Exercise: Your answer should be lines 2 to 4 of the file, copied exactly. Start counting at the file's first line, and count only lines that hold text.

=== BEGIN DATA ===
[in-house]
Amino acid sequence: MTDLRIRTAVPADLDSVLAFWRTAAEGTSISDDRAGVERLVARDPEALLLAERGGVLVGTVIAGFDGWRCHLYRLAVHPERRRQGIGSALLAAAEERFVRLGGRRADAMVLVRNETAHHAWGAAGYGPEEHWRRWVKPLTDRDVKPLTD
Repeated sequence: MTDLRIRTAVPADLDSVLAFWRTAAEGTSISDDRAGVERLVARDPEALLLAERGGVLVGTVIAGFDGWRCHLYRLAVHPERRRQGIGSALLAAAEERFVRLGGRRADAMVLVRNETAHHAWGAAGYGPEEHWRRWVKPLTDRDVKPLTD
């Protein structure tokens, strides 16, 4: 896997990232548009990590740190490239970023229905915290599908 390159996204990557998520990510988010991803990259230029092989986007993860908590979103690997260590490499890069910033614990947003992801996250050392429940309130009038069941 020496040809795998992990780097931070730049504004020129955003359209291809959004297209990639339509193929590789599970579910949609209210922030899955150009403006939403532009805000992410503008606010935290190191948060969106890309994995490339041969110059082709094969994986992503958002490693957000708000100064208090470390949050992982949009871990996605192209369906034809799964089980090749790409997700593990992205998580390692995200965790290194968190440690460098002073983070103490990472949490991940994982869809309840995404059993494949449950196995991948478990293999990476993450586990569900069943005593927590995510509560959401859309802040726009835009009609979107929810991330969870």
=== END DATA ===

Amino acid sequence: MTDLRIRTAVPADLDSVLAFWRTAAEGTSISDDRAGVERLVARDPEALLLAERGGVLVGTVIAGFDGWRCHLYRLAVHPERRRQGIGSALLAAAEERFVRLGGRRADAMVLVRNETAHHAWGAAGYGPEEHWRRWVKPLTDRDVKPLTD
Repeated sequence: MTDLRIRTAVPADLDSVLAFWRTAAEGTSISDDRAGVERLVARDPEALLLAERGGVLVGTVIAGFDGWRCHLYRLAVHPERRRQGIGSALLAAAEERFVRLGGRRADAMVLVRNETAHHAWGAAGYGPEEHWRRWVKPLTDRDVKPLTD
């Protein structure tokens, strides 16, 4: 896997990232548009990590740190490239970023229905915290599908 390159996204990557998520990510988010991803990259230029092989986007993860908590979103690997260590490499890069910033614990947003992801996250050392429940309130009038069941 020496040809795998992990780097931070730049504004020129955003359209291809959004297209990639339509193929590789599970579910949609209210922030899955150009403006939403532009805000992410503008606010935290190191948060969106890309994995490339041969110059082709094969994986992503958002490693957000708000100064208090470390949050992982949009871990996605192209369906034809799964089980090749790409997700593990992205998580390692995200965790290194968190440690460098002073983070103490990472949490991940994982869809309840995404059993494949449950196995991948478990293999990476993450586990569900069943005593927590995510509560959401859309802040726009835009009609979107929810991330969870």